Sidewalk Labs' transit platform offers APIs for parking, tolls data
- By Susan Miller
- Feb 02, 2018
As data from transportation infrastructure -- think toll booths, ride-hailing services and traffic sensors -- explodes, it's becoming increasingly difficult to integrate that data with traditional transportation rules governing street use and parking. Bridging that gap will be essential for the real-time information sharing required for next-generation transportation services.
Sidewalk Labs has stepped in to make that connection with Coord, a cloud-based platform that integrates and aggregates data from curb signage, parking lots and toll gates, then provides standardized application programming interfaces for transportation data.
Coord aims to serve as "the coordination layer for new mobility services, navigation tools, and urban infrastructure," Coord CEO Stephen Smyth said in a Medium post.
Coord grew out of Sidewalk Labs' Flow, a platform the company designed with the Department of Transportation and its seven Smart City finalists. It was developed to offer "unprecedented city-wide transportation analytics to help cities understand congestion and identify areas underserved by transit, using aggregated, anonymized data from billions of miles of trips," DOT said at the time.
The service launched with a handful of APIs:
The curb search API provides read-only data on what kind of activity is permitted on a specific curb, what vehicle types are associated with that curb and at what times those rules apply. With that information, app developers can find the rules for all of the curbs nearby and return their rules by the time of day and day of the week. The API can also return data on all the places that it is possible to perform a given action, so developers, for example, can find all the loading zones in a particular area or identify everywhere there is two-hour parking.
The tollways read-only API delivers data about toll roads, so developers can calculate the cost of any route given an origin, destination and departure time. Developers can also get the full payment details of all toll locations in an area as well as the payment details of a single toll location. Besides the location and basic toll, the API also takes into consideration factors like vehicle type, occupancy and payment method.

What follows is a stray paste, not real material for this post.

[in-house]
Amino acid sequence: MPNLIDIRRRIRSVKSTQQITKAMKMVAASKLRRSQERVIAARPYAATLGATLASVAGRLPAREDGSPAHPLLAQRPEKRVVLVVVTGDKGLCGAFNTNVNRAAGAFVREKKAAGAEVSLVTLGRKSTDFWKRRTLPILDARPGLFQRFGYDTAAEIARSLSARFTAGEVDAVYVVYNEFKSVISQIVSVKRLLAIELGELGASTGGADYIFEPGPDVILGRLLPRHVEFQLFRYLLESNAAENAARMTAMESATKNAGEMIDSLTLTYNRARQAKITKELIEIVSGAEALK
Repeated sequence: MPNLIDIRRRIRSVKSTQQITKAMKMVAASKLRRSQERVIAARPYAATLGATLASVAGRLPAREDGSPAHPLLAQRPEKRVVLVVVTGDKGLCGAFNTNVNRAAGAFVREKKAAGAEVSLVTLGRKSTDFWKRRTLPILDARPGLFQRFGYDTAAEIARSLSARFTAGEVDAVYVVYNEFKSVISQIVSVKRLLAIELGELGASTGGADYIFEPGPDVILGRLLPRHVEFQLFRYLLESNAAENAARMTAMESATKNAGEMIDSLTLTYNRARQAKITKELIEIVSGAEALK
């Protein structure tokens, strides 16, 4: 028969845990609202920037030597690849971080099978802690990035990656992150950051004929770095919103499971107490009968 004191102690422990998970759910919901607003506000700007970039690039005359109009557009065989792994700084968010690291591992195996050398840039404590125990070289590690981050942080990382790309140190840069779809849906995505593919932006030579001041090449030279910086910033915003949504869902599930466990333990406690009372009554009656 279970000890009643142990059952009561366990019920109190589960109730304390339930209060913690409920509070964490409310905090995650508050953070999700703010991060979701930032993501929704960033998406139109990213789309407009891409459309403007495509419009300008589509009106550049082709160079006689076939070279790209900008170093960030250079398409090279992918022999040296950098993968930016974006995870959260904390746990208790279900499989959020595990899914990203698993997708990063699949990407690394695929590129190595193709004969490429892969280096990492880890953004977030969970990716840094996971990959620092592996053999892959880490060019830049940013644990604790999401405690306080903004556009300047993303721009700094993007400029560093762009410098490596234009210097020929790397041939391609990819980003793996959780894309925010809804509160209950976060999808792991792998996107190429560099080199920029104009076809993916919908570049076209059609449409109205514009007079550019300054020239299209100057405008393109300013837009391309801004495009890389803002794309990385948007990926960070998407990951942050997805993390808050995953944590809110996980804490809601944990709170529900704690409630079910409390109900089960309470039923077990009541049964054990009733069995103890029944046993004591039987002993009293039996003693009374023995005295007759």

The parking search API is still in beta, but it too is a read-only service, which answers questions about where and when a person can park in lots and garages. Developers can get all locations within a given area where parking is allowed, the rules and pricing information for those lots and -- if live data is available -- the likelihood of finding empty spaces. It can also return parking details on a specific location.
The users API, meanwhile, allows developers to create a user, attach identifying information to that object, modify the attached information and retrieve the information for later reference.
Coord said it is also building an API for in-app bike share transactions that could also be used when incorporating biking in a multi-modal trip.
The curb-related data Coord uses to populate the platform comes from an internal app it developed called Surveyor that uses images and augmented reality to digitize and record data about curb space – the signs, street markings and parking meters -- in much less time than it would take using traditional methods, the company said. It has conducted surveys with the app in parts of New York City, Los Angeles, San Francisco and Seattle.
Toll data has been aggregated and standardized from various tolling agencies. Coord is launching with updated prices for 85 percent of all U.S. tollways, the company said.
The Coord data and APIs are standardized so they can be widely used by mobility companies, fleet operators and autonomous vehicle developers. But the detailed digital street inventory has a number of benefits to cities as well, according to a Medium post by Willa Ng, Sidewalk Labs mobility lead.
It can help with coordinating street closures and maintenance and help cities fairly allocate street space among public transit vehicles, delivery trucks and resident parking. Real-time data about asset conditions and travel volumes can help prioritize capital investments.
Developers can get free access to Coord's API Sandbox, where they can experiment with a live test environment containing real tolls and street regulations in Seattle.
Susan Miller is executive editor at GCN.
Over a career spent in tech media, Miller has worked in editorial, print production and online, starting on the copy desk at IDG’s ComputerWorld, moving to print production for Federal Computer Week and later helping launch websites and email newsletter delivery for FCW. After a turn at Virginia’s Center for Innovative Technology, where she worked to promote technology-based economic development, she rejoined what was to become 1105 Media in 2004, eventually managing content and production for all the company's government-focused websites. Miller shifted back to editorial in 2012, when she began working with GCN.
Miller has a BA and MA from West Chester University and did Ph.D. work in English at the University of Delaware.
Connect with Susan at email@example.com or @sjaymiller.